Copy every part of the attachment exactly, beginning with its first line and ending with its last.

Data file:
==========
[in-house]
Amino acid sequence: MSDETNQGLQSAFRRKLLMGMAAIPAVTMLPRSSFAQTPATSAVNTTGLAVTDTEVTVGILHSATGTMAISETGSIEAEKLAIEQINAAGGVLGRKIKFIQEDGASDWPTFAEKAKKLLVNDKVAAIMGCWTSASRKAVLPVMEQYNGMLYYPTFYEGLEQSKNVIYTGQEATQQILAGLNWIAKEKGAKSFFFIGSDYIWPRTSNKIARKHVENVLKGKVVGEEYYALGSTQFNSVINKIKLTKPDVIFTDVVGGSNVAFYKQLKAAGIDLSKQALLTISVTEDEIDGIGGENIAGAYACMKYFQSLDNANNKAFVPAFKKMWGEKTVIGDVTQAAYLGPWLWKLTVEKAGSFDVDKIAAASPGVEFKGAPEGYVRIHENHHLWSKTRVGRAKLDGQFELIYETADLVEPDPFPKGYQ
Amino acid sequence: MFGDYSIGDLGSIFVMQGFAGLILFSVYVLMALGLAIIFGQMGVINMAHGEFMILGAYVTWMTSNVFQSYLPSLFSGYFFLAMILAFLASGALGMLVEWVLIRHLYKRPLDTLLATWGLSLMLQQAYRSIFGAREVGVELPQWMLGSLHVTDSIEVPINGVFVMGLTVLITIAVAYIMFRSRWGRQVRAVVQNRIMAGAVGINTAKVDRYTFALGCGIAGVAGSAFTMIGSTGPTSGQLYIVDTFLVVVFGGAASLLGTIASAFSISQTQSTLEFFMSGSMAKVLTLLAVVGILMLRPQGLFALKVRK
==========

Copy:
[in-house]
Amino acid sequence: MSDETNQGLQSAFRRKLLMGMAAIPAVTMLPRSSFAQTPATSAVNTTGLAVTDTEVTVGILHSATGTMAISETGSIEAEKLAIEQINAAGGVLGRKIKFIQEDGASDWPTFAEKAKKLLVNDKVAAIMGCWTSASRKAVLPVMEQYNGMLYYPTFYEGLEQSKNVIYTGQEATQQILAGLNWIAKEKGAKSFFFIGSDYIWPRTSNKIARKHVENVLKGKVVGEEYYALGSTQFNSVINKIKLTKPDVIFTDVVGGSNVAFYKQLKAAGIDLSKQALLTISVTEDEIDGIGGENIAGAYACMKYFQSLDNANNKAFVPAFKKMWGEKTVIGDVTQAAYLGPWLWKLTVEKAGSFDVDKIAAASPGVEFKGAPEGYVRIHENHHLWSKTRVGRAKLDGQFELIYETADLVEPDPFPKGYQ
Amino acid sequence: MFGDYSIGDLGSIFVMQGFAGLILFSVYVLMALGLAIIFGQMGVINMAHGEFMILGAYVTWMTSNVFQSYLPSLFSGYFFLAMILAFLASGALGMLVEWVLIRHLYKRPLDTLLATWGLSLMLQQAYRSIFGAREVGVELPQWMLGSLHVTDSIEVPINGVFVMGLTVLITIAVAYIMFRSRWGRQVRAVVQNRIMAGAVGINTAKVDRYTFALGCGIAGVAGSAFTMIGSTGPTSGQLYIVDTFLVVVFGGAASLLGTIASAFSISQTQSTLEFFMSGSMAKVLTLLAVVGILMLRPQGLFALKVRK